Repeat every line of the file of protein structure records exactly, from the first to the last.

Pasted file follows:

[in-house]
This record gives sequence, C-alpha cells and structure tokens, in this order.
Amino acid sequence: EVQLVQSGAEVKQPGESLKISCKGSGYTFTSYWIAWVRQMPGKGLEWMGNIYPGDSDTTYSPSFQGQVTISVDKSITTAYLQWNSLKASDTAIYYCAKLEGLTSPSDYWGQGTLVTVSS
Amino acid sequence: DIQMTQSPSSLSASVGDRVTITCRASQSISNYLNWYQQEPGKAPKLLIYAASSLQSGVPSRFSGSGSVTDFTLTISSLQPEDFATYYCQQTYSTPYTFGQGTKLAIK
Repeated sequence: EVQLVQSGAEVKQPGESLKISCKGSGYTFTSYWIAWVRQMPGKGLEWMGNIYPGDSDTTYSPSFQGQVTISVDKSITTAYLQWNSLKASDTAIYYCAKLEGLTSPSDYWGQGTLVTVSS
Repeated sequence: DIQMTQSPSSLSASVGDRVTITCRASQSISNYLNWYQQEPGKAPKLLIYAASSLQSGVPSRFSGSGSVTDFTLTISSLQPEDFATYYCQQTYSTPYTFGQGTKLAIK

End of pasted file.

[in-house]
This record gives sequence, C-alpha cells and structure tokens, in this order.
Amino acid sequence: EVQLVQSGAEVKQPGESLKISCKGSGYTFTSYWIAWVRQMPGKGLEWMGNIYPGDSDTTYSPSFQGQVTISVDKSITTAYLQWNSLKASDTAIYYCAKLEGLTSPSDYWGQGTLVTVSS
Amino acid sequence: DIQMTQSPSSLSASVGDRVTITCRASQSISNYLNWYQQEPGKAPKLLIYAASSLQSGVPSRFSGSGSVTDFTLTISSLQPEDFATYYCQQTYSTPYTFGQGTKLAIK
Repeated sequence: EVQLVQSGAEVKQPGESLKISCKGSGYTFTSYWIAWVRQMPGKGLEWMGNIYPGDSDTTYSPSFQGQVTISVDKSITTAYLQWNSLKASDTAIYYCAKLEGLTSPSDYWGQGTLVTVSS
Repeated sequence: DIQMTQSPSSLSASVGDRVTITCRASQSISNYLNWYQQEPGKAPKLLIYAASSLQSGVPSRFSGSGSVTDFTLTISSLQPEDFATYYCQQTYSTPYTFGQGTKLAIK